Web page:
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The Pop Five

March 29, 2013


I’ve talked about my parents’ house on these pages before, but I’ve never fully explained their stellar taste in art. My mom often says that one of the only reasons she worked was to support their art habit. My parents’ taste is quite eclectic and ranges from their Oklahoma roots with a strong Native American influence, to surrealist and cubist works peppered throughout.

Here are my five (or more) favorite pieces of work found in their loft.


It’s really no wonder one of us would become an artist. This is a custom installation from my twin sister, Ann, who is an incredible ceramist. It’s a piece based off Leonard Peltier’s, Prison Writings, My Life is My Sun Dance, which she was reading at the time. For many years, Peltier was serving his two life-sentences in my hometown at the federal penitentiary in Leavenworth, Kansas.


This is one of two art walls in my parents’ house. It has some of my favorite works including a framed Mola tapestry (hanging to the left of the car image in the center) they gifted relatives one Christmas while they were living in Panama. These gorgeous textiles are pretty enough to solicit a frame (as they did).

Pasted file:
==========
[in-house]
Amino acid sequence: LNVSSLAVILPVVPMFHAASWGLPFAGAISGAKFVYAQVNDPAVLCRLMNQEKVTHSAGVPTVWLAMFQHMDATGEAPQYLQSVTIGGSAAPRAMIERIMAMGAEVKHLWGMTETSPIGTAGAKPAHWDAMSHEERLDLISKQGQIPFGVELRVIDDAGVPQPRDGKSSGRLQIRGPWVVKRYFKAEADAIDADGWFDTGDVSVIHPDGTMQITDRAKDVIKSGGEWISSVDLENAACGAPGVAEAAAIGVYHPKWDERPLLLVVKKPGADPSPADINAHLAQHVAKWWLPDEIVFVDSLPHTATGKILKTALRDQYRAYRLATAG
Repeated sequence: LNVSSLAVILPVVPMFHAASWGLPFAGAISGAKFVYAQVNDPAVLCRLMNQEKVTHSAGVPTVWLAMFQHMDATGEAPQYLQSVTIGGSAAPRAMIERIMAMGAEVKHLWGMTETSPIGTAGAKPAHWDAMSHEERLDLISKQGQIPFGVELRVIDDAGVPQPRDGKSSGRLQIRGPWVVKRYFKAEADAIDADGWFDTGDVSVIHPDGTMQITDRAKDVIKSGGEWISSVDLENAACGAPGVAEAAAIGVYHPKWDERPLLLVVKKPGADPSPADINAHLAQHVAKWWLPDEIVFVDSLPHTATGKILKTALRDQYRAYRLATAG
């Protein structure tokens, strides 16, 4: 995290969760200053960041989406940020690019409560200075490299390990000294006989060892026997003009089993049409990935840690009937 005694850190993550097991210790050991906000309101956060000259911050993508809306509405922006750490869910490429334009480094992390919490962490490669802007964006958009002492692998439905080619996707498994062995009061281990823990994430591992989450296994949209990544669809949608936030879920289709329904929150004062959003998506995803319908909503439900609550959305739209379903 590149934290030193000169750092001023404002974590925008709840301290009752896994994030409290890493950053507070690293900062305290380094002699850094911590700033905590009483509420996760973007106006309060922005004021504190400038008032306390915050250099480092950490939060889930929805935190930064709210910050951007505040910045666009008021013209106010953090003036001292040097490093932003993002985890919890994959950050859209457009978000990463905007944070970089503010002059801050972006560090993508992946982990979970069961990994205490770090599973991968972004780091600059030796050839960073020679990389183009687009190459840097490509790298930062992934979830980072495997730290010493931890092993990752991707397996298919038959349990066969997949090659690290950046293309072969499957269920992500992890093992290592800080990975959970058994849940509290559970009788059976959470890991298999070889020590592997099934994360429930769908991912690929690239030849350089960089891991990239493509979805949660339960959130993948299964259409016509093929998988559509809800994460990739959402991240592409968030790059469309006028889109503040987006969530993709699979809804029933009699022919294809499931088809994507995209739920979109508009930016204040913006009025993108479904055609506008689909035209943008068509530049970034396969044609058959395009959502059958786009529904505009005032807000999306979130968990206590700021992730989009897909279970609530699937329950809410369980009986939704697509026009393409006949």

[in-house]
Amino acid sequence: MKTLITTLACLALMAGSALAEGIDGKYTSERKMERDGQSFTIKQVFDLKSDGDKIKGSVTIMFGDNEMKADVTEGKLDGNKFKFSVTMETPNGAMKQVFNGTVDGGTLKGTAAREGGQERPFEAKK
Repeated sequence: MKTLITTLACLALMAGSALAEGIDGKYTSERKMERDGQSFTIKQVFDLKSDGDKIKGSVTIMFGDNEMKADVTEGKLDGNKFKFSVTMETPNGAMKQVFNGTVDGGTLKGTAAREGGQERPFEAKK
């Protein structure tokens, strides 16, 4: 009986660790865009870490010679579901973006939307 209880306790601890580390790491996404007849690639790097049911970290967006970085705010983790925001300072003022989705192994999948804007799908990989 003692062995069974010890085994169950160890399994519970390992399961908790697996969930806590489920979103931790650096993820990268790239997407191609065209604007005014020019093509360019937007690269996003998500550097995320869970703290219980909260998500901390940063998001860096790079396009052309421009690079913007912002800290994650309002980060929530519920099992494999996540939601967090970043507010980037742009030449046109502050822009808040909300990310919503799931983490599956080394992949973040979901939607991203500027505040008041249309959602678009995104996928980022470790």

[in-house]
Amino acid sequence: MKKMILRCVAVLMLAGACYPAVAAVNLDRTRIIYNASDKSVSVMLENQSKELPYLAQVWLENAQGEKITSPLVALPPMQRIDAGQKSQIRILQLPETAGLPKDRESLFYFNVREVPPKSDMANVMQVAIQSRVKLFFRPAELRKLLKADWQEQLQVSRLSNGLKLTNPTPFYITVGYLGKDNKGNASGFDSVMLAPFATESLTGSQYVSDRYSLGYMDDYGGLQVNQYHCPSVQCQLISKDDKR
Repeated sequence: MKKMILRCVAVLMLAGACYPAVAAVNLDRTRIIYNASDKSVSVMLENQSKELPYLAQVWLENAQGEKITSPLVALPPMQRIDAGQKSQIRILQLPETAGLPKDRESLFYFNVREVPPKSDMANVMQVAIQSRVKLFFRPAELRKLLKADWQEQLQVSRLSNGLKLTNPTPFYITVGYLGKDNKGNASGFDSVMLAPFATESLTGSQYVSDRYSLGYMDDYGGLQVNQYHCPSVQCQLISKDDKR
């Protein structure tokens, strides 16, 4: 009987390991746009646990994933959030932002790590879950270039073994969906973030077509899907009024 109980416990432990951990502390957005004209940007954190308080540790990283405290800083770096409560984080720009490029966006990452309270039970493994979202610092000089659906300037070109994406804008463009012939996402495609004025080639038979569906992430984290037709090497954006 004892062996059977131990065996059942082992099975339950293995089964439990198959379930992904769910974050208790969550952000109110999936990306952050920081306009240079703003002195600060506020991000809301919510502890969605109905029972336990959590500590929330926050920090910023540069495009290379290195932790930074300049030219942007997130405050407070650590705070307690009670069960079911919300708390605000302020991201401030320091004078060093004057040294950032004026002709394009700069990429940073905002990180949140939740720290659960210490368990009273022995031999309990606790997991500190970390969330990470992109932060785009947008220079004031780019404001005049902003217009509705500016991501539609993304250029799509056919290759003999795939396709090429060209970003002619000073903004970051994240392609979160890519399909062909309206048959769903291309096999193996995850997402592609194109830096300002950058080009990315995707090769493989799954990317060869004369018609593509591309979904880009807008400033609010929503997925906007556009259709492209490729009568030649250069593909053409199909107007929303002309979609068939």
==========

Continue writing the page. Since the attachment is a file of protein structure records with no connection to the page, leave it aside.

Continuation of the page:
While this isn’t art, per se, this vintage brass diving helmet my dad scored in Korea is displayed as if it were a sculpture. It lives in my mom’s bedroom and is the one item I absolutely covet in that house.


Talk about a conversation piece … I’ve always loved the Catalan painter Joan Miró human rights poster that hangs in the kitchen. The Unesco poster commemorated the 30th anniversary of the adoption of the Universal Delaration of Human Rights. Ironic that this week, in 2013, we were awash in a sea of red for equality. Same message, different decade. Love is love. 


Their hallway makes a statement with this trio—a painting from Kansas-based David Melby hanging over a mechanical elephant that my brother and sister named Tony, sitting next to vessels by Ann. Tony was given to David and Susan as a Christmas gift one year and still gives rides.